There is no single date that is best for the start of calving season. Farmers and ranchers must decide on which works best for their operation. The start of calving season will dictate the start of your breeding season.
Several factors should be considered when selecting a calving season for your herd. These factors are the costs of production, animal performance, income, and profitability. Fertility and nutrition both play important roles in this process. Fertility among cows is variable. Body condition going into breeding season is important as pregnancy rates are highest in cattle showing signs of estrus early in the breeding season.
When deciding on your calving or breeding season, some questions needs to be asked. Do you want a fall born or a spring born calf? When do you plan to market your calves? Will I manage grown cows separate from first calf heifers? Do I have the resources to separate various age and various production level cows on my operation?
The cow will determine the genetic make-up of one or two calves per year. The bull, however, can determine the genetic make-up of multiple calves in a breeding season. Producers are purchasing replacement females for their herds as many sold cattle due to the 2011 drought. Are you looking for bred heifers or open heifers? A decision must be made on how these heifers will fit into a current herd rotation.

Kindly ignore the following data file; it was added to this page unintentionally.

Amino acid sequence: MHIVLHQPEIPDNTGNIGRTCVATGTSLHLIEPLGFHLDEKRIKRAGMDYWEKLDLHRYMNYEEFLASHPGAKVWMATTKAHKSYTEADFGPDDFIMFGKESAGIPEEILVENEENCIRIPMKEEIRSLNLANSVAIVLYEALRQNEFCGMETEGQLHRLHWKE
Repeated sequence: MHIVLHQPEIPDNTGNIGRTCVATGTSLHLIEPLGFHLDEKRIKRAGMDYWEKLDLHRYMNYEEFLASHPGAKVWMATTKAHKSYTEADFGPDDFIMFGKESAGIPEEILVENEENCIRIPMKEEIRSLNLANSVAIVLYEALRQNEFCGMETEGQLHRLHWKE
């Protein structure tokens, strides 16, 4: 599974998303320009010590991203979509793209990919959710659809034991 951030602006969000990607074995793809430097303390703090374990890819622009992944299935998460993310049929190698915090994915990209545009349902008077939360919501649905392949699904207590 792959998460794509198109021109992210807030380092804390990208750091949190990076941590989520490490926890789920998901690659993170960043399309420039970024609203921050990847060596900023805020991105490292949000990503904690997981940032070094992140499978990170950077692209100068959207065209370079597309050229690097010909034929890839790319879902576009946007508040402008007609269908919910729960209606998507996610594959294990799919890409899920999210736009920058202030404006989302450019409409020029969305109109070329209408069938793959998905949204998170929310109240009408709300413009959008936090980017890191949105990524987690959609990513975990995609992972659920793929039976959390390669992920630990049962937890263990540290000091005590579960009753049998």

The farm manager needs to know when to assist with difficult calving situations. Dystocia is a scientific word used to describe a difficult delivery in the birthing process. Assisting with difficult calving occurs most frequently in first calf heifers. On average dystocia occurs 50 percent of the time in first calf heifers and 25 percent of the time in second calf cows. This may require some assistance from the farm hands or in some instances calling the local veterinarian. Calving season requires the manager to spend extra time out in the field with the cattle.
Nutrition requirements for lactating cows with calves at their sides will be different than open or bred cows. This may require separating cattle of various production levels to feed them differently to meet higher nutrient requirements. This is especially the case with first calf heifers. When first calf heifers are together with grown cows, the grown cows may keep them pushed away from feed bunks or hay feeding areas.
Beef cattle require energy, protein, minerals, and vitamins in their diets. The amount of nutrients required depends on body size, environmental conditions, how far an animal travels, the desired rate of gain, stage of gestation, and level of milk production. Growing heifers cannot consume as much forage as mature cows. A forage analysis can be an important tool for the farm manager to determine supplementation requirements for your winter feeding program. This can help you determine if you need to supplement protein or energy to meet the cows needs especially when these cattle have calves at their side.
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